Representatives for FINRA and the law firm didn’t respond to requests for comment on the report. Weiss said in an email that he was on vacation and hadn’t read the report. Pinckney and the attorney representing the ex-Wells Fargo clients in the current arbitration case didn’t respond to requests for comment. Wells Fargo welcomed the report’s conclusions.
“We are pleased with the findings of the independent report, and we believe the report speaks for itself,” spokeswoman Jackie Knolhoff said in an emailed statement.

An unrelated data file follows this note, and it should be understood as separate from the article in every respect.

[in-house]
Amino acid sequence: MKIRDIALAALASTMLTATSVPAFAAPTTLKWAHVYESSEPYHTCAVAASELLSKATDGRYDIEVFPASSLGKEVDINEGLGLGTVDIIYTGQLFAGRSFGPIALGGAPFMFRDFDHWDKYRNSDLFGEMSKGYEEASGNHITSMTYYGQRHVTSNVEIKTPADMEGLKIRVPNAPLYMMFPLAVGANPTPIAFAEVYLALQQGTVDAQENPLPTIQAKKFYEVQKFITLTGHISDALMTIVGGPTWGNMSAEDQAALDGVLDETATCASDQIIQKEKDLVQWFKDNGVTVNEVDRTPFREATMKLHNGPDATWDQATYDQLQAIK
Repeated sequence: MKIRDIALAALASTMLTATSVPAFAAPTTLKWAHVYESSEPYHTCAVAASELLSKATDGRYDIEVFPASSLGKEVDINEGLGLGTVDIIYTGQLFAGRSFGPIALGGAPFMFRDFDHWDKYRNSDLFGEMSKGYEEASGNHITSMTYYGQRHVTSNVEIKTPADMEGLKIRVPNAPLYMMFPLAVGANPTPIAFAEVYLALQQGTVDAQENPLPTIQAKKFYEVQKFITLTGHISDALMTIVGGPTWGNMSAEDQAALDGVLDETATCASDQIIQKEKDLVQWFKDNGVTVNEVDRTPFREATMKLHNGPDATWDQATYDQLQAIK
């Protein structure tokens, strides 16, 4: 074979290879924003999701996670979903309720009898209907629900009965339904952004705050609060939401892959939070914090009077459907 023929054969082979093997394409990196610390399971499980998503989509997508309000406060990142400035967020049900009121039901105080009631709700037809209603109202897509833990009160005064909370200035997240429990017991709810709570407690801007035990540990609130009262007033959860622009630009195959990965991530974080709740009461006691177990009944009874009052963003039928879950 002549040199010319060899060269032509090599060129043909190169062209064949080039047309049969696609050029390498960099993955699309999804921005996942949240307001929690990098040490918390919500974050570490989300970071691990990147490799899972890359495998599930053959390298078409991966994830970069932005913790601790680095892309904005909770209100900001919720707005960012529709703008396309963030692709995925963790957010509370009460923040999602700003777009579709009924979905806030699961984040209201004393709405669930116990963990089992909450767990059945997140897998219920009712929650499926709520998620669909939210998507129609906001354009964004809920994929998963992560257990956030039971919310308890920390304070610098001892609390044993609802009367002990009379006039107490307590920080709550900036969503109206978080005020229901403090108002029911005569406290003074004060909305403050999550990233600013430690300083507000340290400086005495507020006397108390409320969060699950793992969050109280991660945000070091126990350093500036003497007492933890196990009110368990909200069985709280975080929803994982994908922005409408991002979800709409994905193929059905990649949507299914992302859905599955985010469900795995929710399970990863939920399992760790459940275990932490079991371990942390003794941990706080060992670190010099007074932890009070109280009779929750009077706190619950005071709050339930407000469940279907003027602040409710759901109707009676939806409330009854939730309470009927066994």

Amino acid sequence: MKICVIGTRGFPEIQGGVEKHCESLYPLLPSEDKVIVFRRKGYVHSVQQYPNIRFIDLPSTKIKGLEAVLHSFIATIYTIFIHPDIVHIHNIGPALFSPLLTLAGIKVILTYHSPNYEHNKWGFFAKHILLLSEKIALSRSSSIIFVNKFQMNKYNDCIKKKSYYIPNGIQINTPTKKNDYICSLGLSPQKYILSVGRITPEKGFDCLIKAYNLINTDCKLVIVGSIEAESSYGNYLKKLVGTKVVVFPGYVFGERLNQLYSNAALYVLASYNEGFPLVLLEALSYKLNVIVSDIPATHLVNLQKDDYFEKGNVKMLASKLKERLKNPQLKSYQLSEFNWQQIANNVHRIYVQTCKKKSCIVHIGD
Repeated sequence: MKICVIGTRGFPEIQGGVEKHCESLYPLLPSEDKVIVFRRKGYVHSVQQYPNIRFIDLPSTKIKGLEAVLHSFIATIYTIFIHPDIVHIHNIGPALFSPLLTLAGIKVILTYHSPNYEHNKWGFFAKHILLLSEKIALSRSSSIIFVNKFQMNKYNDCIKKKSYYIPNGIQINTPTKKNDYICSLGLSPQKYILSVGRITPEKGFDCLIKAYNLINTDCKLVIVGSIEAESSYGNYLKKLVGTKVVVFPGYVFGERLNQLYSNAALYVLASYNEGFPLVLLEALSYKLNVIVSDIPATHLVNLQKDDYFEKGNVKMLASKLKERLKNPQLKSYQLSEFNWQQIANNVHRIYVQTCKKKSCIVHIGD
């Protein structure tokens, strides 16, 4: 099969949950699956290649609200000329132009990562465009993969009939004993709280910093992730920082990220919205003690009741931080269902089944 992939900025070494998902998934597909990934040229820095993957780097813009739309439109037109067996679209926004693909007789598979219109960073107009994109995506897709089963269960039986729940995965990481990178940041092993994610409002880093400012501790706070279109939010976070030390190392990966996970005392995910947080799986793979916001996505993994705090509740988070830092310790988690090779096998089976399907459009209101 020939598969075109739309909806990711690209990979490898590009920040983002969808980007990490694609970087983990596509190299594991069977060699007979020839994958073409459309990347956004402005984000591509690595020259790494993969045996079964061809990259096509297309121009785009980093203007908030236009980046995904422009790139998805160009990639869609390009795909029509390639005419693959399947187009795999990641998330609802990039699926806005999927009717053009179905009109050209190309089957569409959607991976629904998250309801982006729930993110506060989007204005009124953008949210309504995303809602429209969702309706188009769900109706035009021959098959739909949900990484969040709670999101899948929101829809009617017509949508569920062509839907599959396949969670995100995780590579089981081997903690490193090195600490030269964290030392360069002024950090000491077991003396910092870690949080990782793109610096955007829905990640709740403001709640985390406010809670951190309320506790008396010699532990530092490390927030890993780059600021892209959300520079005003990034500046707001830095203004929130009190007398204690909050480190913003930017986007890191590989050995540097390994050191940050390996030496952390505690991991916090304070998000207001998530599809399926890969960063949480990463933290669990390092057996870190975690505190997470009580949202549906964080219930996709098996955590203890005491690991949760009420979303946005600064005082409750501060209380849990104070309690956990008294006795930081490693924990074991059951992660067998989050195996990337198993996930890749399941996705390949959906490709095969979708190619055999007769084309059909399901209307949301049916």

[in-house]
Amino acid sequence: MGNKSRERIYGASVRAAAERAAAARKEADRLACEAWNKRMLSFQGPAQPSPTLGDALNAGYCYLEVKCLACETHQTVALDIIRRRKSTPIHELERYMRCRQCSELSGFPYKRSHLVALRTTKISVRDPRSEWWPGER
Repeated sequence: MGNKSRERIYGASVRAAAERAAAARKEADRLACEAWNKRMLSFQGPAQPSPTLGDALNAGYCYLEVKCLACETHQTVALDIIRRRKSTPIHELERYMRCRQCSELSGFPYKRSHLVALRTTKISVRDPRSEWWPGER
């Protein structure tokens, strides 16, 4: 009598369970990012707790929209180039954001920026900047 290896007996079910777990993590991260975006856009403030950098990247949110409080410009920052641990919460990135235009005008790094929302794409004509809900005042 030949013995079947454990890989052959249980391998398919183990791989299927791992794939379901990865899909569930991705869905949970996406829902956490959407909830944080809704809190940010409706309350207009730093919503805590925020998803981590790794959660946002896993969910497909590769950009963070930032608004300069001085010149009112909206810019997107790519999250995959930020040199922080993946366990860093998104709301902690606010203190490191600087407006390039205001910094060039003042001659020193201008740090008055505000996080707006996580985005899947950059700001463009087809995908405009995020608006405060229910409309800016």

Stepping back in time
Understanding the 37-page report requires a flashback to the case from more than a decade ago, when Weiss and Pinckney had their first run-in during a client case against Merrill Lynch. The panel in that case held Merrill Lynch liable for $520,000 in damages to be paid to clients Joan and Robert Postell — a decision later upheld in federal court. Weiss, who was representing Merrill Lynch in that case, had “demanded that the entire panel recuse themselves” after alleging that arbitrators “demonstrated bias” in their line of questioning of him, according to the law firm’s report. Pinckney told Cohan that Weiss had “exploded at the panel” when it had become apparent that the firm would lose the case. FINRA’s dispute unit allowed the case to move forward, nonetheless, and it went in favor of the Postells.